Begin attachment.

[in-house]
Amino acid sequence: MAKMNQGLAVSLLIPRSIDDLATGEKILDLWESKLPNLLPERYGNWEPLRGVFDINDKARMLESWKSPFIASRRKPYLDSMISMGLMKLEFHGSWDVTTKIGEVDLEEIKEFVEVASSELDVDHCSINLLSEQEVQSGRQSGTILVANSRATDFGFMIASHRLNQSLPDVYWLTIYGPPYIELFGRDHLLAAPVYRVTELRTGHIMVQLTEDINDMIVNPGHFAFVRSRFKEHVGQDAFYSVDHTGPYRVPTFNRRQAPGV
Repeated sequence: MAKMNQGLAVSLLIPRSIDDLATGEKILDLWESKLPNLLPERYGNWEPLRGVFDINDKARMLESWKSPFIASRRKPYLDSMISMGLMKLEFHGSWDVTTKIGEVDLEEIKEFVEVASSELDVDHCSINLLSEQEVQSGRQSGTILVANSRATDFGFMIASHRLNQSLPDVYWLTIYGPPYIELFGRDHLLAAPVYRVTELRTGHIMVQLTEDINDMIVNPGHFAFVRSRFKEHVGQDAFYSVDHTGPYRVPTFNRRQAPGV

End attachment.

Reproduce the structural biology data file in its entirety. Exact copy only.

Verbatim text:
[in-house]
Amino acid sequence: MAKMNQGLAVSLLIPRSIDDLATGEKILDLWESKLPNLLPERYGNWEPLRGVFDINDKARMLESWKSPFIASRRKPYLDSMISMGLMKLEFHGSWDVTTKIGEVDLEEIKEFVEVASSELDVDHCSINLLSEQEVQSGRQSGTILVANSRATDFGFMIASHRLNQSLPDVYWLTIYGPPYIELFGRDHLLAAPVYRVTELRTGHIMVQLTEDINDMIVNPGHFAFVRSRFKEHVGQDAFYSVDHTGPYRVPTFNRRQAPGV
Repeated sequence: MAKMNQGLAVSLLIPRSIDDLATGEKILDLWESKLPNLLPERYGNWEPLRGVFDINDKARMLESWKSPFIASRRKPYLDSMISMGLMKLEFHGSWDVTTKIGEVDLEEIKEFVEVASSELDVDHCSINLLSEQEVQSGRQSGTILVANSRATDFGFMIASHRLNQSLPDVYWLTIYGPPYIELFGRDHLLAAPVYRVTELRTGHIMVQLTEDINDMIVNPGHFAFVRSRFKEHVGQDAFYSVDHTGPYRVPTFNRRQAPGV